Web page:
During the visit to Wyperfeld National Park, we stumbled across a site populated by a handful of very large old Slender Cypress Pines (Callitris gracilis) surrounded by hundreds of saplings. This is exactly the same process as I have described for eucalypts where the site had been cleared, grazed, and following a release of grazing pressure as well as favourable climate, mass seedling recruitment occurred. This is not a surprising observation necessarily, but it is interesting in that it highlights the consistency of this ‘phenomenon’ across space and species, providing those starting conditions are provided.

Dense regeneration of Callitris s...

Dense regeneration of Callitris gracilis

I look forward to some more thinking about all of this. If anyone reads this and knows of examples of the same thing for other species, please let me know.

Woody plant regeneration has become a particular interest to me, and I am finding myself doing more and more work in this area. If it allows me to keep exploring and researching such interesting vegetation, in interesting locations, with interesting people, then I will be very happy for it to continue.

Sand dune (Mt Jackson)

Sand dune in WNP

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Eucalyptus melliodora (Yellow Box)

This post was inspired by the Twitter sensation #FavEuc by the team at QAECO. The request to vote for your favourite eucalypt (see my previous post on different eucalypt genera) got me thinking, there are so many and they are all great in their own right, but if I had to choose, which would get the nod. As you can gather from the title, my favourite is Eucalyptus melliodora (Yellow Box). These eucalypts are common in Victoria and were one of the more common species in my PhD field sites along the Broken-Boosey Creek system. E. melliodora occurs in Victoria, NSW, and Queensland, and is a great example of an Australian native woodland gem.

Eucalyptus melliodora (Yellow Box)

Eucalyptus melliodora (Yellow Box)

So as a tribute to this magnificent species, I have put together some information on why I like it so much:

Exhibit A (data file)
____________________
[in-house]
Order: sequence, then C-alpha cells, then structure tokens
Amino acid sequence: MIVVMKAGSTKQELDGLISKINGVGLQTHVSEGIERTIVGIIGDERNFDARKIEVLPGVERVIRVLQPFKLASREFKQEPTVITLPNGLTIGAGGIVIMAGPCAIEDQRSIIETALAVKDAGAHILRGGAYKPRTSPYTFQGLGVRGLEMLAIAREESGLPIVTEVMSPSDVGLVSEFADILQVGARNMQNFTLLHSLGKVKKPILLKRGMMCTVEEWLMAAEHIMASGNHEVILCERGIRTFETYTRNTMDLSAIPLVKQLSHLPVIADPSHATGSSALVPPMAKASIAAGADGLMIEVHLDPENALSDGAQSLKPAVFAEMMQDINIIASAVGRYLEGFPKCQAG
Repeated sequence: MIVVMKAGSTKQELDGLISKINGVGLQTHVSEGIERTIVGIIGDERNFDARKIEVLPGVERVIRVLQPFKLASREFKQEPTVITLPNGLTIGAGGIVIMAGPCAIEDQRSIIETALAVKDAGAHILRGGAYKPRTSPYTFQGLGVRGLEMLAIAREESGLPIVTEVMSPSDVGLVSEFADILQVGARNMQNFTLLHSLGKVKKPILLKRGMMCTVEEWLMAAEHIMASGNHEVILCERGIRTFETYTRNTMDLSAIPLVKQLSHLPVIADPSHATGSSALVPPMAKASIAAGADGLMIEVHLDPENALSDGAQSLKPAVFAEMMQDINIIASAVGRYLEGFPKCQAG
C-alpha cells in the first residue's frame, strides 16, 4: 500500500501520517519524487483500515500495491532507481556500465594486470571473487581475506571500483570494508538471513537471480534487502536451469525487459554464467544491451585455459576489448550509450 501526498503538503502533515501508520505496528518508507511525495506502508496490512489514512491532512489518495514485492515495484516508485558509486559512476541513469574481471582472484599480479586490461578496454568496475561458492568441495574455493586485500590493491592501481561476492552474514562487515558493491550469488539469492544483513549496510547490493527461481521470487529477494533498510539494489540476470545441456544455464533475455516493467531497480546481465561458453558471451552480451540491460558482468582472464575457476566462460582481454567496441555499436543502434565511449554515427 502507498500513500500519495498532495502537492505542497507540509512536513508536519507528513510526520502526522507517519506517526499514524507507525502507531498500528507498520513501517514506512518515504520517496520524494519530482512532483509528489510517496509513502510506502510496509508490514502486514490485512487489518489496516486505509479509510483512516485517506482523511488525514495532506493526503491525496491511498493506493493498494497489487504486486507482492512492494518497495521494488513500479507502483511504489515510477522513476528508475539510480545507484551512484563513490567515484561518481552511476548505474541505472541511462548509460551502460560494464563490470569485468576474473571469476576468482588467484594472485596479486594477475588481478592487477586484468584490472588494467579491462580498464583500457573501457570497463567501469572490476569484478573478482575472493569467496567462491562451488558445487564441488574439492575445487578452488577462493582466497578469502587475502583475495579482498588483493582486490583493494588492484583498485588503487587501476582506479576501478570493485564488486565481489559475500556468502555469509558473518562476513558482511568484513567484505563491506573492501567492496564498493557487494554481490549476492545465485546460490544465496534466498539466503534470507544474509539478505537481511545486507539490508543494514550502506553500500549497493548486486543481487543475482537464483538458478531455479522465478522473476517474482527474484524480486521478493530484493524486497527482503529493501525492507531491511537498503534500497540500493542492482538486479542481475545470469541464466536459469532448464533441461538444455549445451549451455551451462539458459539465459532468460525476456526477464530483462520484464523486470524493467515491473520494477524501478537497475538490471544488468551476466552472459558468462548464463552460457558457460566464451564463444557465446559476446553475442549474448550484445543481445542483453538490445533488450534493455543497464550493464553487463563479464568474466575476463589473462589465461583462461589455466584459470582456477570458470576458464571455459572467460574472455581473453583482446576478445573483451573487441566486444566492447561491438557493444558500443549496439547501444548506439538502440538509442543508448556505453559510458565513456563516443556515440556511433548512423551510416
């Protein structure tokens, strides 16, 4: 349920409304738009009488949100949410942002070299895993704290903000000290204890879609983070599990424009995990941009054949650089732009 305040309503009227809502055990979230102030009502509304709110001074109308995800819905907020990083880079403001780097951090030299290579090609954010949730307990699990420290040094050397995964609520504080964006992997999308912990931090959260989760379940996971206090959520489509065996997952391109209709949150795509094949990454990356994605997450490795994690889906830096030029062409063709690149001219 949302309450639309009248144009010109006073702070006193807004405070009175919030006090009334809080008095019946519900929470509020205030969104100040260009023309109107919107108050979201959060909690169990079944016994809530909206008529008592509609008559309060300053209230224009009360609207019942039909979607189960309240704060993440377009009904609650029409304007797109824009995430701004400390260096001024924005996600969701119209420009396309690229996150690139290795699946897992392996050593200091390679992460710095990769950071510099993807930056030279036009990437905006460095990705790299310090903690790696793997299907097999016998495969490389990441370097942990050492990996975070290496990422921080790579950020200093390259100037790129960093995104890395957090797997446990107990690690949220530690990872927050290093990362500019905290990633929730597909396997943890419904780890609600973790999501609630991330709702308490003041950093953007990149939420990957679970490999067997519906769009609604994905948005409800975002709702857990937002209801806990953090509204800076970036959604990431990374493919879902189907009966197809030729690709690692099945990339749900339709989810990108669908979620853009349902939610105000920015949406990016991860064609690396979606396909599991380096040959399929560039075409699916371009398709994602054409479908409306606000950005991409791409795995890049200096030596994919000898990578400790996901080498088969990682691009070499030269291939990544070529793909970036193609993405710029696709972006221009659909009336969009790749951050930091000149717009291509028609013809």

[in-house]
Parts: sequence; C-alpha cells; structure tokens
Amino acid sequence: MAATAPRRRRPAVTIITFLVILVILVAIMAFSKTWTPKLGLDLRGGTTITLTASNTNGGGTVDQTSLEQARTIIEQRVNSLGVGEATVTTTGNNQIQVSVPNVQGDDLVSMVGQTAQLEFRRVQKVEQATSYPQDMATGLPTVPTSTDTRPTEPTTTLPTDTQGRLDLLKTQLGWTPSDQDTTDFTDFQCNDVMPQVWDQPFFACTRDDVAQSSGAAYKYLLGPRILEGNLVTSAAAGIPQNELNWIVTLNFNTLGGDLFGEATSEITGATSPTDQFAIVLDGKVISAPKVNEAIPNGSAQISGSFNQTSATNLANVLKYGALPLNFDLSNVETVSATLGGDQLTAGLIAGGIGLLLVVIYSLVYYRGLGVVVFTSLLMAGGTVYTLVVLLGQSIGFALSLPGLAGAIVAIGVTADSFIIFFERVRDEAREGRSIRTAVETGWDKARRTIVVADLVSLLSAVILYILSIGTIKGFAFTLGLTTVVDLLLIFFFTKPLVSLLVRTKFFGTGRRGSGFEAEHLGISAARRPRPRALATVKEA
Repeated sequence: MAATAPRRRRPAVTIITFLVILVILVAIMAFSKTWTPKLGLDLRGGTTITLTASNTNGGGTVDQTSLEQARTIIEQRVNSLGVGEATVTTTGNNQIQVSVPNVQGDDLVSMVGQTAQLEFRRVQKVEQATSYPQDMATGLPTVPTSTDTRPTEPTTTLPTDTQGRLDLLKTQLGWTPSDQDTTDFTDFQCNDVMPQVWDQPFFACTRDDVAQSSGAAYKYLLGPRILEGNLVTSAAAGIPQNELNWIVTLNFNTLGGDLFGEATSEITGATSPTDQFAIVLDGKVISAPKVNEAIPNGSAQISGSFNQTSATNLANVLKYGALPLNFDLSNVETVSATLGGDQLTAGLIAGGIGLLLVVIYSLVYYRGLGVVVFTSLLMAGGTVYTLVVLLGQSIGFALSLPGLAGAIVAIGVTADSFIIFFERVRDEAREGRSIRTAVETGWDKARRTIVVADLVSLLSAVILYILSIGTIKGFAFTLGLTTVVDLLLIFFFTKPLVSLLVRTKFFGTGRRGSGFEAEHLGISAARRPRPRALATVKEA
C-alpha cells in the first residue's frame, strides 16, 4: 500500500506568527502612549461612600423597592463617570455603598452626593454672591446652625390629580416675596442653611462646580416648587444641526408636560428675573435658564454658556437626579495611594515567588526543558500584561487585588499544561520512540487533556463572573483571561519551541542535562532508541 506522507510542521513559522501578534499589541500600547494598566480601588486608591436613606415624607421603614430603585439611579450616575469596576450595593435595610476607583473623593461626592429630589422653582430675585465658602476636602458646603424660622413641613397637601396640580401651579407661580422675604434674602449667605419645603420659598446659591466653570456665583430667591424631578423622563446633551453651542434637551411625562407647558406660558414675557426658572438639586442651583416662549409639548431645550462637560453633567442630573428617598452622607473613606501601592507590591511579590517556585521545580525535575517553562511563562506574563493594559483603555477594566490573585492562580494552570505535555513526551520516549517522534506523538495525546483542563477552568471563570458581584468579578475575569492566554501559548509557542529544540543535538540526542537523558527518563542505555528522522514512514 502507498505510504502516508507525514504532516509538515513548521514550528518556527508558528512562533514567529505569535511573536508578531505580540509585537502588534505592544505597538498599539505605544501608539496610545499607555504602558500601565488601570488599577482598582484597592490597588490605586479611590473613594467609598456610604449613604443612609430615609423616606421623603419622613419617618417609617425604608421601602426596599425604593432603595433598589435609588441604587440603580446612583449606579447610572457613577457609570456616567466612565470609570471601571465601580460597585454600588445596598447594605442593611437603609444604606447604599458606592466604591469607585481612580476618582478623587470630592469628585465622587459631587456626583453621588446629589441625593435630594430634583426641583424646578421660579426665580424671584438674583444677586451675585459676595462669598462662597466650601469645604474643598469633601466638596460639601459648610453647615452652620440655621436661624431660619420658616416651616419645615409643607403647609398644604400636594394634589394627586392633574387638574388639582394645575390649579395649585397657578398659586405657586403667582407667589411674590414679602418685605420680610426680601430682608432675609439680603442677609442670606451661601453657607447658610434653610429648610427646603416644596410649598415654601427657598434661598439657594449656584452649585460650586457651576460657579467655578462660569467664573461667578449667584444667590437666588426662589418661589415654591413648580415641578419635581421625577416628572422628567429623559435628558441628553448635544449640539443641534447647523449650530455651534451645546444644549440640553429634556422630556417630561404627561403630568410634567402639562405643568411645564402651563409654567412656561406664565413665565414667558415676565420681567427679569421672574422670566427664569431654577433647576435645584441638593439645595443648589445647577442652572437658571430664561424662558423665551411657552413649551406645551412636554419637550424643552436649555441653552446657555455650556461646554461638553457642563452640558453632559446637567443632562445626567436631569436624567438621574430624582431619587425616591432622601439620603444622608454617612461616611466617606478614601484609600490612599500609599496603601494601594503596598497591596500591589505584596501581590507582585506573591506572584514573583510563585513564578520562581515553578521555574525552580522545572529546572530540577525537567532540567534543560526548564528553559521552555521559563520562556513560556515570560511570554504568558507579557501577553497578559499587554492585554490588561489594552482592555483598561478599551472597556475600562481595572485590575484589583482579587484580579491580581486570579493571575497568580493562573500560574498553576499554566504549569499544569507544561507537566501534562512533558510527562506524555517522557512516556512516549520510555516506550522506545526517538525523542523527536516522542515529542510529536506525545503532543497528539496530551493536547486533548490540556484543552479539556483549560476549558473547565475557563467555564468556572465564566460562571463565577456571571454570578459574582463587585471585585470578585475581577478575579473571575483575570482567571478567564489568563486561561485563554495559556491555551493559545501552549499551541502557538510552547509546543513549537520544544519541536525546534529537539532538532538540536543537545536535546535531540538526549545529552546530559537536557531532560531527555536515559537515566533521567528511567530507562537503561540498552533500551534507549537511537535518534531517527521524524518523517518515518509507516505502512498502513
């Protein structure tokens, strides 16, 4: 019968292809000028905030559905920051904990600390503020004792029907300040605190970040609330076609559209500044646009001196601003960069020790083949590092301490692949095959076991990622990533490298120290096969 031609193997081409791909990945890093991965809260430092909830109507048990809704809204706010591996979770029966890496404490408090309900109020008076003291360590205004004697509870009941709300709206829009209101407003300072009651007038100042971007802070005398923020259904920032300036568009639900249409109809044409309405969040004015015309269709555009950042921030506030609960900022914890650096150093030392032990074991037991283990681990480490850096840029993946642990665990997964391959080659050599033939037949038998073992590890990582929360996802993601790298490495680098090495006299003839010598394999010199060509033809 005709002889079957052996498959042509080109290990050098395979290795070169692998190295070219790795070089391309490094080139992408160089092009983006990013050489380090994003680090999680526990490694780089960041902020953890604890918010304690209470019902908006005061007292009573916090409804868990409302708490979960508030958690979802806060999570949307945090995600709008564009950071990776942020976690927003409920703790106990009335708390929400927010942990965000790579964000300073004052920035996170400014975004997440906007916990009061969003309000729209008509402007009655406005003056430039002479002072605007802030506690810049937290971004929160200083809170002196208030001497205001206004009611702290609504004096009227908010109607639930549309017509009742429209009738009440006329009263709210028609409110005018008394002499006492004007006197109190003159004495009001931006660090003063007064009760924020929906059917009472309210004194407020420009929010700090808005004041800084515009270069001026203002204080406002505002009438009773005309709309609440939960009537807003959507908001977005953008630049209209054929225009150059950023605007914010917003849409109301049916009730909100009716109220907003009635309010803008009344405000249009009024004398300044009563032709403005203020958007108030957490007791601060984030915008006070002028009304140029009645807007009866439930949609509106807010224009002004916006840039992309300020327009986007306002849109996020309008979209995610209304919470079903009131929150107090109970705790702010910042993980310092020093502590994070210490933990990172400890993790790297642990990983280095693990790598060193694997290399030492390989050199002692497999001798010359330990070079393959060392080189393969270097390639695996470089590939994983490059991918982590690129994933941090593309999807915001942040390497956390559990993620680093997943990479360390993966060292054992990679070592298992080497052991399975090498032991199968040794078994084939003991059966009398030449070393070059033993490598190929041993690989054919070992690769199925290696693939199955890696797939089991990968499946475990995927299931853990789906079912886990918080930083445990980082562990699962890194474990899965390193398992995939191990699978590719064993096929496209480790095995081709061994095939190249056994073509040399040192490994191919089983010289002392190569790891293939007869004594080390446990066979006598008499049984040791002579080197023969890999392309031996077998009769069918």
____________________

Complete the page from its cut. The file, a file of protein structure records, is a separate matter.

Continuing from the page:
Juvenile leaves

Perhaps the reason for my initial fondness of this species was its gorgeous juvenile leaves. The small elliptic blue-green leaves stand out beautifully in contrast to those of E. microcarpa (Grey Box) with which it often co-occurs.

Eucalyptus melliodora (Yellow Box) juvenile leaves

Eucalyptus melliodora (Yellow Box) juvenile leaves

Eucalyptus melliodora (Yellow Box) juvenile leaves

Eucalyptus melliodora (Yellow Box) juvenile leaves

Eucalyptus melliodora (Yellow Box) juvenile leaves

Eucalyptus melliodora (Yellow Box) juvenile leaves

Bark

The bark is quite variable and is more of a standout as it gets a bit larger. The flaky golden bark of a large old YB is a stunning site (as appreciated by others), and could entertain you for hours looking over it, picking bits off, watching all the insects who live amongst the complex golden world that is enormous to them.

Eucalyptus melliodora (Yellow Box) bark

Eucalyptus melliodora (Yellow Box) bark

Flowers

Now this is a great attribute of these trees, not only are their flowers classic ‘Euc’ flowers, but their production is so impressive. There have been many occasions in the field where I have been able to hear a large flowering YB because of the swarm of bees that were enjoying its bounty. Needless to say, it is a fantastic tree for honey production, perhaps the best of all the eucalypts.

Eucalyptus melliodora (Yellow Box) flowers

Eucalyptus melliodora (Yellow Box) flowers